Gaelic Language Revitalization Concepts and Challenges

Title Details

Paperback
March 2020
6 x 9 inches
396 pages
ISBN 978-1-988747-37-8
$34.99 US / $45.99 CA / £27.99 UK

Hardcover
March 2020
6 x 9 inches
396 pages
ISBN 978-1-988747-36-1
$69.99 US / $89.99 CA / £54.99 UK

Gaelic Language Revitalization Concepts and Challenges

Collected Essays

Based on research about Scottish Gaelic language revitalization, the chapters in this collection focus on a number of interconnected themes, including the intersection of neoliberalism and minority language revitalization; discourses of language death and revival in literature, media, and academia; the intertwining of language ideologies and affective stances in speaking and speakerhood; power and knowledge in the research and representation of minority language communities; and the theoretical frameworks of reversing language shift (RLS) and communities of practice as applied to language revitalization efforts in Scotland and Nova Scotia. Essays include the author’s previously published articles and book chapters spanning the period 2005–2013, as well as three previously unpublished papers. The collection is suitable for undergraduate and graduate-level courses in multiple fields including linguistic anthropology, sociolinguistics, Celtic studies, and education.

Resources

Reviews

“I’m glad that a new volume strong on Gaelic survival, persistence, and revitalization is now on offer, with due emphasis on social setting and social factors. Congratulations to the author on bringing such a strong body of work out in a form where it can be appreciated as a whole.”
—Dr. Nancy C. Dorian

“…I found it exciting and inspiring to read much of McEwan-Fujita’s published work together in one place and to see the development of thinking across multiple projects and research contexts. […] To sum up, [the text reviewed here is] critical, constructive and provide[s] an exemplary level of detail. The focus is naturally on Gaelic, but the work has wide implications for language policy, linguistic anthropology, and minority language sociolinguistics more generally. I consider mysef fortunate to have read and reviewed [this] excellent [text], which advanced my knowledge and provided much inspiration.”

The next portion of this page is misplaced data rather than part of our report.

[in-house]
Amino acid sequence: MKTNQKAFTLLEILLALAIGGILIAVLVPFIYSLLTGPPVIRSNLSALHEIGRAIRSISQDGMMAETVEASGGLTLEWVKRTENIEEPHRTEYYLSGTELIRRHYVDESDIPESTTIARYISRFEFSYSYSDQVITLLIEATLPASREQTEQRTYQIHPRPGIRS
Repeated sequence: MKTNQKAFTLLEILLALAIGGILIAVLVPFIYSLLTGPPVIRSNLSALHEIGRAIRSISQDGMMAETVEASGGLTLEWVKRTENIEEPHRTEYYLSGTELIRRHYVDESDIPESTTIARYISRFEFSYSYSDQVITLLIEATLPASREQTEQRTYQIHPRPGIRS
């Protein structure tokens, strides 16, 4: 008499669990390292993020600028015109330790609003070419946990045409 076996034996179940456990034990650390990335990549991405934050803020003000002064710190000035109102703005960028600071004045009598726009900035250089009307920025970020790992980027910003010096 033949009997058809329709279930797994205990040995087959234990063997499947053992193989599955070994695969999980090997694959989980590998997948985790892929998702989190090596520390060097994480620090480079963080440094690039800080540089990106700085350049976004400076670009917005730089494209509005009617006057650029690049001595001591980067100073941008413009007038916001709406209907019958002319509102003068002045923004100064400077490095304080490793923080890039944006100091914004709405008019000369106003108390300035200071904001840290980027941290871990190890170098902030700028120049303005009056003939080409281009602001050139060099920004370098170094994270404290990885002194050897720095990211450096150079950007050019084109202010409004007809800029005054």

—Dr. Claire Nance

Table of Contents

Introduction

Part 1:  Knowledge and Representation
1 Sociolinguistic ethnography of Gaelic communities
2 Research and representation: Gaelic and Uist

Part 2:  Discourses of Death and Revitalization
3 Discourses of death and denigration: Ethnolinguistic differentiation and the ideology of contempt
4 “Gaelic doomed as speakers die out”? The public discourse of Gaelic language death in Scotland
5 Language revitalization discourses as metaculture: Gaelic in Scotland from the 18th to 20th centuries

Part 3:  Neoliberalism and Language Revitalization
6 Neoliberal discourses of Gaelic language revitalization: The “Gaelic economy” and “rocketing spending”
7 Neoliberalism and minority language planning in the Highlands of Scotland

Part 4:  Language Ideologies and Affect
8 Ideology, affect, and socialization in language shift and revitalization: The experiences of adults learning Gaelic in the Western Isles of Scotland
9 Ideologies and experiences of literacy in interactions
between adult Gaelic learners and first-language Gaelic speakers in Scotland
10 Working at “9 to 5” Gaelic: Speakers, context, and ideologies of an emerging minority language register

Part 5:  New Speakers and Reversing Language Shift
11 Gaelic revitalization efforts in Nova Scotia: Reversing Language Shift (RLS) in the 21st century
12 “Ìle ga Bruidhinn”: A community-based Gaelic dialect revitalization proposal

References
Index